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Features (Creature Feature)

Know where your oyster comes from — and howOysters in Season

Oysters are Maryland’s catch of the season. Oystermen and women are tonging, diving and dredging for Crassostrea virginica in a season that runs October 1 through March 31.
    Last year saw 393,588 bushels harvested with a dockside value of $17.3 million. “The second highest total in at least 15 years due to healthy oyster reproduction in 2010 and 2012,” according to DNR Secretary Mark Belton.
    Nowadays, however, the oysters we eat are increasingly coming from farms rather than wild harvest. Oyster aquaculturists lease sections of water and bottom, plant their own seed and, a couple of years later, harvest their own crop.
    Those oysters keep oyster eaters happy while wild oysters are nurturing a healthy Bay, filtering gallons of water and — given a chance — raising reefs where countless other creatures dwell.
    Ask where your oysters come from, and you’ll be doing good for the Bay.

Mermaid and Bride of Frankenstein top Homstead’s Critter Crawl

Critters pranced, bolted, held back and had to be dragged, but — despite the name — none crawled at the Critter Crawl at Homestead Garden’s Fall Festival. Twenty-nine costumed dogs were strutting their stuff, as were their owners, often wearing pared costumes. A terrier wore prison stripes for bad behavior, a shepherd sprouted reindeer horns, a pit bull turned into a frog.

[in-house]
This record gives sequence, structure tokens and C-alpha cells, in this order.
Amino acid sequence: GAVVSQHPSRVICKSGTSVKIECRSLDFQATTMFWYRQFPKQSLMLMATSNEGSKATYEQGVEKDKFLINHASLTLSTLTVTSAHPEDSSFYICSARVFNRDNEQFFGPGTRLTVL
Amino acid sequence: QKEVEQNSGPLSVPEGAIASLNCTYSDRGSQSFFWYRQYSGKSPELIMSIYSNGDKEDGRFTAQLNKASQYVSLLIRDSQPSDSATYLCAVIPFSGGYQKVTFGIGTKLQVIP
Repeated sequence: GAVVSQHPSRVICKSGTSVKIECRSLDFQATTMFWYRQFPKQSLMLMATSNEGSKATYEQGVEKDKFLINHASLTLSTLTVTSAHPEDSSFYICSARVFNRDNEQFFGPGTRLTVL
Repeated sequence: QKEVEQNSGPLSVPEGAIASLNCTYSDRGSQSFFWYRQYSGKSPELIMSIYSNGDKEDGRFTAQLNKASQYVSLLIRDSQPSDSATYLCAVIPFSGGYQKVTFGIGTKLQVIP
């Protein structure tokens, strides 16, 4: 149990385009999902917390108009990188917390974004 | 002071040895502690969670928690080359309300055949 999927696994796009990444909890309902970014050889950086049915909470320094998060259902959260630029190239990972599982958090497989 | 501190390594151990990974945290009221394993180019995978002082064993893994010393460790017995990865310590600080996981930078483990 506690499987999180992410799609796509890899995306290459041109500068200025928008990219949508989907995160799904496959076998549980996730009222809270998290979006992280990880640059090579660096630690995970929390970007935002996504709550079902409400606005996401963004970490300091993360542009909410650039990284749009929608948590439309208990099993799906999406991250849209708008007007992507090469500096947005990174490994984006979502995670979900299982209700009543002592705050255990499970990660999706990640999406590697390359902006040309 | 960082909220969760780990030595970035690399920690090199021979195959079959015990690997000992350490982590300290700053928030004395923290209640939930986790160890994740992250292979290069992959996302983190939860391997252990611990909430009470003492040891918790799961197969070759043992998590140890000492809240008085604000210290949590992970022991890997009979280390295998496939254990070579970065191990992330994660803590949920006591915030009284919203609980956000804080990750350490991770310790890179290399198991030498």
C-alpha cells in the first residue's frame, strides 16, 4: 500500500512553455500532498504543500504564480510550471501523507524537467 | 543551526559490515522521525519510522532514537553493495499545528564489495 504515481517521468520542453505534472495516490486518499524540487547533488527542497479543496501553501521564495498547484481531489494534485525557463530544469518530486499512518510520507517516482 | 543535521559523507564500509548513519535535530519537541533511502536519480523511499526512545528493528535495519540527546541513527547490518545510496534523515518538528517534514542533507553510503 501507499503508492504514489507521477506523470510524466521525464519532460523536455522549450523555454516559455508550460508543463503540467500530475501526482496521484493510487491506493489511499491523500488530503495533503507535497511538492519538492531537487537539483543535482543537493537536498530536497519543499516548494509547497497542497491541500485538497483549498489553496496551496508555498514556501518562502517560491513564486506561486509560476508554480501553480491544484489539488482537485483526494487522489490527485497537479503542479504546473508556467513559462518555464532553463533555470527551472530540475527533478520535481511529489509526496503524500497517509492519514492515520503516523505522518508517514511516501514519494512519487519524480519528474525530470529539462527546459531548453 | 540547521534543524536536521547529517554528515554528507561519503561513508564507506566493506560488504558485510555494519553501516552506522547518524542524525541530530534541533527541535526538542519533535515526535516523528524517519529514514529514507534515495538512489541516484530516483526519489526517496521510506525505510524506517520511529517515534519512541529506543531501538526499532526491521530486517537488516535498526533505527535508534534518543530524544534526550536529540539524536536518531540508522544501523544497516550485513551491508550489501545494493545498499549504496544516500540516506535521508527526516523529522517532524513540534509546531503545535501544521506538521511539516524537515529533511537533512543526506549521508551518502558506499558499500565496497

In the end, judges from Homestead Gardens and Bay Weekly gave top honors to cuteness. Bella the Chihuahua, costumed as a mermaid by human companion Holli Lawler, won first place and a basket of dog goodies. Runner-up was whippet Havana, dressed as Bride of Frankenstein by human companion and Southern High School grad Ingrid Horton, a costume designer and seamstress by trade.

Runner up Havana with companion Ingrid Horton.

Young-of-the year index way up

Fish are jumping on Chesapeake Bay. The thousands too small to take home are good news for the future of rockfishing. In this year’s survey, juvenile striped bass approximately doubled the long-term average, 11.9. This year’s index found an average of 24.2 juvenile fish per sample. That’s the eighth highest on record, according to Maryland Department of Natural Resources, which has conducted and analyzed samples since 1954.
    From that good news, you can extrapolate a couple of cheering messages. First, the big rockfish that returned from the ocean to the Bay this spring spawned successfully. Second, according to DNR Secretary Mark Belton, “striped bass are a very resilient species when given favorable environmental conditions for reproduction and survival.”
    Third, rockfishing should be good a few years hence.